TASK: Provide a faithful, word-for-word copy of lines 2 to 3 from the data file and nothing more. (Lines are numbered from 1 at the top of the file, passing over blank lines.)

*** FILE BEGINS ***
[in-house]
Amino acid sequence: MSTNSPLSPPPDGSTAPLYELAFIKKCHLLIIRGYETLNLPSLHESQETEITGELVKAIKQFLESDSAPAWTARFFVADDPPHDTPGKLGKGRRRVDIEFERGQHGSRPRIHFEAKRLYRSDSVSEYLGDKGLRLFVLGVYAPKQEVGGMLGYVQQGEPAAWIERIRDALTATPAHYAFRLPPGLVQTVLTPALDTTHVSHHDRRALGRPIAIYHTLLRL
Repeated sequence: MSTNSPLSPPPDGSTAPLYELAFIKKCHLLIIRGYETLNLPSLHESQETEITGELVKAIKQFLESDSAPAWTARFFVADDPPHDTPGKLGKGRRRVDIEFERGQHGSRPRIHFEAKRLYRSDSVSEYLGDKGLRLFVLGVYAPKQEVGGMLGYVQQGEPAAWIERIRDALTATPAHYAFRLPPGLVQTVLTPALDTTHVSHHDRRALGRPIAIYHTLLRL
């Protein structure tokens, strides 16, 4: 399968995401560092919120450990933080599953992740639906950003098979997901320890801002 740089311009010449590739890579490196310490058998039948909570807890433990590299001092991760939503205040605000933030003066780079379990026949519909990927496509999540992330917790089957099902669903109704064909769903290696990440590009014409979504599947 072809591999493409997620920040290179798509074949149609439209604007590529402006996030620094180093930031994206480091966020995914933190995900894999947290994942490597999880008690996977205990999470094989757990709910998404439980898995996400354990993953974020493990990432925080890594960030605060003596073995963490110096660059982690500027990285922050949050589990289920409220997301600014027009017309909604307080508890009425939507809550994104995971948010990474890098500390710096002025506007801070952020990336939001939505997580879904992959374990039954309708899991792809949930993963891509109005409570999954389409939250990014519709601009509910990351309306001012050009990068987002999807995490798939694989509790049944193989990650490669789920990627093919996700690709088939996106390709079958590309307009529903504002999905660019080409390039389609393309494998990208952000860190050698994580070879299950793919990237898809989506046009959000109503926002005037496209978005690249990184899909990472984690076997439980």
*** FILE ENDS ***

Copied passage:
Amino acid sequence: MSTNSPLSPPPDGSTAPLYELAFIKKCHLLIIRGYETLNLPSLHESQETEITGELVKAIKQFLESDSAPAWTARFFVADDPPHDTPGKLGKGRRRVDIEFERGQHGSRPRIHFEAKRLYRSDSVSEYLGDKGLRLFVLGVYAPKQEVGGMLGYVQQGEPAAWIERIRDALTATPAHYAFRLPPGLVQTVLTPALDTTHVSHHDRRALGRPIAIYHTLLRL
Repeated sequence: MSTNSPLSPPPDGSTAPLYELAFIKKCHLLIIRGYETLNLPSLHESQETEITGELVKAIKQFLESDSAPAWTARFFVADDPPHDTPGKLGKGRRRVDIEFERGQHGSRPRIHFEAKRLYRSDSVSEYLGDKGLRLFVLGVYAPKQEVGGMLGYVQQGEPAAWIERIRDALTATPAHYAFRLPPGLVQTVLTPALDTTHVSHHDRRALGRPIAIYHTLLRL